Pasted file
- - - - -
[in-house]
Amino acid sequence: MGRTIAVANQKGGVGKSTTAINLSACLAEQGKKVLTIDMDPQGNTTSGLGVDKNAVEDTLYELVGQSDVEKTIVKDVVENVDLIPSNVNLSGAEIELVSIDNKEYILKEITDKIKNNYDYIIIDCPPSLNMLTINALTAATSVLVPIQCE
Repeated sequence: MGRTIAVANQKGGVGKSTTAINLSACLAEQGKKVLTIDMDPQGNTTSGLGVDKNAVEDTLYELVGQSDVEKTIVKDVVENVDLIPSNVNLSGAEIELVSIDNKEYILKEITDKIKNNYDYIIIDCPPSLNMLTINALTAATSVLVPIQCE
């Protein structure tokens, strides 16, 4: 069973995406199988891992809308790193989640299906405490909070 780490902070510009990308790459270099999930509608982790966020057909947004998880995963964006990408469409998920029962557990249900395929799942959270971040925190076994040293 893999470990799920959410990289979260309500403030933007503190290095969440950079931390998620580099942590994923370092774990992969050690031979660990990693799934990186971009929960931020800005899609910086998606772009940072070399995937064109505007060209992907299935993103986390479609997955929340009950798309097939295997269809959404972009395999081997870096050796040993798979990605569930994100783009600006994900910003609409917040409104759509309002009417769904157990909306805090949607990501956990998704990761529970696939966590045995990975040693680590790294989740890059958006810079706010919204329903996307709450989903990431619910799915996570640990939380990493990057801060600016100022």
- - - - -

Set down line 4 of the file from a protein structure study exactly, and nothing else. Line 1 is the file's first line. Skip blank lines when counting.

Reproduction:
């Protein structure tokens, strides 16, 4: 069973995406199988891992809308790193989640299906405490909070 780490902070510009990308790459270099999930509608982790966020057909947004998880995963964006990408469409998920029962557990249900395929799942959270971040925190076994040293 893999470990799920959410990289979260309500403030933007503190290095969440950079931390998620580099942590994923370092774990992969050690031979660990990693799934990186971009929960931020800005899609910086998606772009940072070399995937064109505007060209992907299935993103986390479609997955929340009950798309097939295997269809959404972009395999081997870096050796040993798979990605569930994100783009600006994900910003609409917040409104759509309002009417769904157990909306805090949607990501956990998704990761529970696939966590045995990975040693680590790294989740890059958006810079706010919204329903996307709450989903990431619910799915996570640990939380990493990057801060600016100022």